The Teaching Strides Podcast, a production of the Academic Development Centre at Mount Royal University, is a platform dedicated to promoting and supporting cross-disciplinary collegial exchange in higher education. The series of podcast episodes features Mount Royal University professors sharing some of their finest teaching practices. Each episode sets out to stimulate reflective thinking and discussion among teaching colleagues in the academy. How may the teaching practices under discussion, or variations thereof, be applied in our own disciplinary contexts, in order to enhance our teaching repertoires?
Professor Mark Lafave is a professor in Athletic Therapy at Mount Royal University. His PhD was in the realm of measurement and evaluation. His research has included studying competency development primarily using a psychometric approach. Recently he started to employ a mixed methodological approach in his SoTL research. His current research interests include competency development with undergraduate students and bridging theory to practice for professional programs like Athletic Therapy.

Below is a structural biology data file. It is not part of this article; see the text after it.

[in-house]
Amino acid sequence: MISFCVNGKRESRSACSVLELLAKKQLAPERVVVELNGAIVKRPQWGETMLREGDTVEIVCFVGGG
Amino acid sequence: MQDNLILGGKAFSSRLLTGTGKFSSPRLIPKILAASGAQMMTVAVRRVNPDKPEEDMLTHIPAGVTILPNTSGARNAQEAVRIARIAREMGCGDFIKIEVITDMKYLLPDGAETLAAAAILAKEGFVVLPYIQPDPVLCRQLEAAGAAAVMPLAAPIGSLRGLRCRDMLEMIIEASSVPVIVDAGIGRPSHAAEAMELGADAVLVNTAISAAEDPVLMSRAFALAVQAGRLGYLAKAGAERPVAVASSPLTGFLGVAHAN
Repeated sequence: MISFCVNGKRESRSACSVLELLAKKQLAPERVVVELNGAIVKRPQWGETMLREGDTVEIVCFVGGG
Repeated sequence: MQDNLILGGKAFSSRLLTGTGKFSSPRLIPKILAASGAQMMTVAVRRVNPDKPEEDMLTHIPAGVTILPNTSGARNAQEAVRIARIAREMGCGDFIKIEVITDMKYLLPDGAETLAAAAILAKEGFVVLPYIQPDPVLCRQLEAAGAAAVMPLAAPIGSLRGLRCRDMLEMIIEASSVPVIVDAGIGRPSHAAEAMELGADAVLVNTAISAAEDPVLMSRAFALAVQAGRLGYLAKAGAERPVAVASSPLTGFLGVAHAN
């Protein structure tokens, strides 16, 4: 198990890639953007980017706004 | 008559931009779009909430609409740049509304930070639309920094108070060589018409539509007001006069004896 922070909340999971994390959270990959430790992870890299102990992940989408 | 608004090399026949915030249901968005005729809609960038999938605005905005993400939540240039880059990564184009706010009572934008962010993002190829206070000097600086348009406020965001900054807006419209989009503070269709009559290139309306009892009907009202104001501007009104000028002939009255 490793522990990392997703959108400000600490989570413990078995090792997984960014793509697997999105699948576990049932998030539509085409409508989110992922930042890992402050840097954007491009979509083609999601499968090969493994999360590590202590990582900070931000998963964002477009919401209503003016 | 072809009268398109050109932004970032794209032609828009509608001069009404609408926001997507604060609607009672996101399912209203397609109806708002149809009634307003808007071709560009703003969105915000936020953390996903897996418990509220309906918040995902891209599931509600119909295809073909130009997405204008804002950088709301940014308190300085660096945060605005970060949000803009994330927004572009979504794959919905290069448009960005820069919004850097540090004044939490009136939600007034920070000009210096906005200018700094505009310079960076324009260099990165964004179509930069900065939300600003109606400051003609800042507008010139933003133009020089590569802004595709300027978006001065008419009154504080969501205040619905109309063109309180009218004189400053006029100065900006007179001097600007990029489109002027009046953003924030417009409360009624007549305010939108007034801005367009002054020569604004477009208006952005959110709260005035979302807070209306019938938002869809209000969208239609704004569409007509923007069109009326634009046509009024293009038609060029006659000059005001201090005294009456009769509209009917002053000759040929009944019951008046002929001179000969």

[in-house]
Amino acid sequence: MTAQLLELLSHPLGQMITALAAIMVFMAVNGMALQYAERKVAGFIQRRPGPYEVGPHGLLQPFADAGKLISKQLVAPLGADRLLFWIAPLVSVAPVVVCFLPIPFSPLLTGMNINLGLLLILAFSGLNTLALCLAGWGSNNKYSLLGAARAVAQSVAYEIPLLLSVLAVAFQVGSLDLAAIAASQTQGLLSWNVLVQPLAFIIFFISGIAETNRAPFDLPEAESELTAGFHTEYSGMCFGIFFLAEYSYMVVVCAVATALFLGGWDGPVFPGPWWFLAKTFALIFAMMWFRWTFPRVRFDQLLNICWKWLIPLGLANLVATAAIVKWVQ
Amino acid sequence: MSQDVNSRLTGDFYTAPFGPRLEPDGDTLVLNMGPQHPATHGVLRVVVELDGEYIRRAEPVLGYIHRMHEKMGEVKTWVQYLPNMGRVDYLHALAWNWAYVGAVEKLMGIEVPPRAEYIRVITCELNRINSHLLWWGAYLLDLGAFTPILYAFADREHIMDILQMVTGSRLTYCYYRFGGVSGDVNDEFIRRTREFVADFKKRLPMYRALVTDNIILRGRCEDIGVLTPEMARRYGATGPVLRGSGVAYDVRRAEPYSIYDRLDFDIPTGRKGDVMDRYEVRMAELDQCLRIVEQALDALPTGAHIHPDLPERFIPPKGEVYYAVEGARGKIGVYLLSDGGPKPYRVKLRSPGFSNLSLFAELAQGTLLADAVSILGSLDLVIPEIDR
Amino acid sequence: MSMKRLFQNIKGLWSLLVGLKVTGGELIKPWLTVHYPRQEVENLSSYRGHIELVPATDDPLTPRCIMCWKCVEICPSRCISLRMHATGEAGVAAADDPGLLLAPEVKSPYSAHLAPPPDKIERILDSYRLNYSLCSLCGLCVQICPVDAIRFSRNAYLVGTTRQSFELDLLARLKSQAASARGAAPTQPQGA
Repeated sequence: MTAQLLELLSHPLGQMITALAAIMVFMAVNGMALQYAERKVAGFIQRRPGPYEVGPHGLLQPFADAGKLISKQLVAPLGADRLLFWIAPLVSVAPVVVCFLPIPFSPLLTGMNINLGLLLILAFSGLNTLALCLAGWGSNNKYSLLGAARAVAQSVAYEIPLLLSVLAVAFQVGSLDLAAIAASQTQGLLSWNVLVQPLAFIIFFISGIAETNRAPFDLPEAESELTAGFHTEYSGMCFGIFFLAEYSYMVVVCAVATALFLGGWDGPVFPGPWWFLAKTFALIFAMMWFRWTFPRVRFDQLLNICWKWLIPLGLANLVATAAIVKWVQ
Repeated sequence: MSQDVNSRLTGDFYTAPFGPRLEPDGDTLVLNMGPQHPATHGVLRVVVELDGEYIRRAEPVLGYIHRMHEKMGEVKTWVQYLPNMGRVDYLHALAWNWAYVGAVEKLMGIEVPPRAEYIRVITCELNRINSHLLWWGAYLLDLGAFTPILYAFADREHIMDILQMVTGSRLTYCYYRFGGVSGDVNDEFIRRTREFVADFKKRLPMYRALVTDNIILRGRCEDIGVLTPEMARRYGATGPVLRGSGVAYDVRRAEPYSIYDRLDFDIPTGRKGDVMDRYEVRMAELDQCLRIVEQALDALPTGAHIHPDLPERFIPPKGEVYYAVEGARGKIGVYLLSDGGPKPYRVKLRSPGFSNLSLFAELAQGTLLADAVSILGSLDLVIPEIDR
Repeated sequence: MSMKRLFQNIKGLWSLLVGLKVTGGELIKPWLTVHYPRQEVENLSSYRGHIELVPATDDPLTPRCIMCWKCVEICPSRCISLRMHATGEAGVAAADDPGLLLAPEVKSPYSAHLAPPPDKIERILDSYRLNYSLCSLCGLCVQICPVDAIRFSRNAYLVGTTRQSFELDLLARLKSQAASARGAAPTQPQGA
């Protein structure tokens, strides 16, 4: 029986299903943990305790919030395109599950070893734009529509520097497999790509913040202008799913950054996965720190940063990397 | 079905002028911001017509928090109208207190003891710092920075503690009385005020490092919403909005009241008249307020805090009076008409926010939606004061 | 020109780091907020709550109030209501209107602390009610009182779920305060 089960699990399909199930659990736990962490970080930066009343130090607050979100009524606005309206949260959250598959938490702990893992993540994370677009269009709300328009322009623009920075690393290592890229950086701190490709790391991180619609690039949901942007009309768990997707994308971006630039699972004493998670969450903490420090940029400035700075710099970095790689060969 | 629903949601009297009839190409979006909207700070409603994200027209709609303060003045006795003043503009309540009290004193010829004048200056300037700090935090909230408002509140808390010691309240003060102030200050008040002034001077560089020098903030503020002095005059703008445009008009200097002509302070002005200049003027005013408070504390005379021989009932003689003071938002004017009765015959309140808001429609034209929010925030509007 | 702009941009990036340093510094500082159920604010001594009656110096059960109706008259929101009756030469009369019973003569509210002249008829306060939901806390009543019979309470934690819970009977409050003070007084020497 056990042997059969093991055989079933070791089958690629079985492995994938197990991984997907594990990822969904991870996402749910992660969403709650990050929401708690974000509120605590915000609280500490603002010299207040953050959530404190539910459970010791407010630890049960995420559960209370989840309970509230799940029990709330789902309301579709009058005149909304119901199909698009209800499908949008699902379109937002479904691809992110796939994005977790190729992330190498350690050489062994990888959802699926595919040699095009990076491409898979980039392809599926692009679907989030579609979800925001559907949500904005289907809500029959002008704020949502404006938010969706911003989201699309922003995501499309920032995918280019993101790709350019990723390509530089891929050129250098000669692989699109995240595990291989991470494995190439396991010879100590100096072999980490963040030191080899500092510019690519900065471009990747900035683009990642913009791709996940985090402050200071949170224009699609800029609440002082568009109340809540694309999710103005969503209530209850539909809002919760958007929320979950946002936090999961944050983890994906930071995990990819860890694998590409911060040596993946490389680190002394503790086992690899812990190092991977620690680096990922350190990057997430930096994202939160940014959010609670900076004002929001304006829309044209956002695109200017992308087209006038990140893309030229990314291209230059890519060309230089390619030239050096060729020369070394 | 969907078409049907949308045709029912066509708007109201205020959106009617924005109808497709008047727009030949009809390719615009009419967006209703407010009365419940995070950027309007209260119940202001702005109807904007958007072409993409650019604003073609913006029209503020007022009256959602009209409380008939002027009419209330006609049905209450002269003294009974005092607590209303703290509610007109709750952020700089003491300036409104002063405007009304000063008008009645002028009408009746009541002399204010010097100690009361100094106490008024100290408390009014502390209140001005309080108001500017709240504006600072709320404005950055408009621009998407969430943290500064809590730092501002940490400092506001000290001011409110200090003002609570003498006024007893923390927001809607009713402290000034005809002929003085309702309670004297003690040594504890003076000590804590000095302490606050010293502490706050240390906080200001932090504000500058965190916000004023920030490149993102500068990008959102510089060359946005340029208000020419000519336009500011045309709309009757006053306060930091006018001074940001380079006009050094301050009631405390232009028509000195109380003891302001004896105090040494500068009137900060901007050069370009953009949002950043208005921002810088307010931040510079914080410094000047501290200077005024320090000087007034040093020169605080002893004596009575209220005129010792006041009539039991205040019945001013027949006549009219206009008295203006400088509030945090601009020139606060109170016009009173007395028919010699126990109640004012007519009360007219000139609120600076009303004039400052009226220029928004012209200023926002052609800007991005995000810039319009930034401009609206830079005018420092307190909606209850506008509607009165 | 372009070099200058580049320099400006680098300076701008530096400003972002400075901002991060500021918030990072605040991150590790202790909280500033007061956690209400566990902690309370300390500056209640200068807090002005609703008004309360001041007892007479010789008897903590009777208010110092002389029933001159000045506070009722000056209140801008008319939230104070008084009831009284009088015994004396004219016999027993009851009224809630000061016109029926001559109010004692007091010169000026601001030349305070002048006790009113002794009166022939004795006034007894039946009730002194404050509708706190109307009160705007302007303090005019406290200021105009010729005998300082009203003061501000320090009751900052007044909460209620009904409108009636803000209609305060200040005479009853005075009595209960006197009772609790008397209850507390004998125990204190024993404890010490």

Professor Michelle Yeo is an Associate Professor at Mount Royal University, with a PhD in Education. She has worked as a faculty developer in the Academic Development Centre since 2007, specializing in curriculum, and working to support faculty members in their teaching practice. She conducts educational higher education research and Scholarship of Teaching and Learning on student and faculty experience of teaching and learning, and faculty development in SoTL. Recent SoTL projects focus on curriculum transformations. Professor Yeo is the newly appointed Director of the Institute for the Scholarship of Teaching and Learning at Mount Royal University.
Professor Sally Haney teaches journalism in the School of Communications at Mount Royal University. A Nexen scholar, her research on the use of personalized learning plans in capstone courses was recently published in the Journal, Teaching Journalism and Mass Communications. She’s also involved in a (Transcanada) collaborative research project that seeks to better understand how journalism students navigate ethics. The first leg of that research was recently published in the international journal – Journalism.
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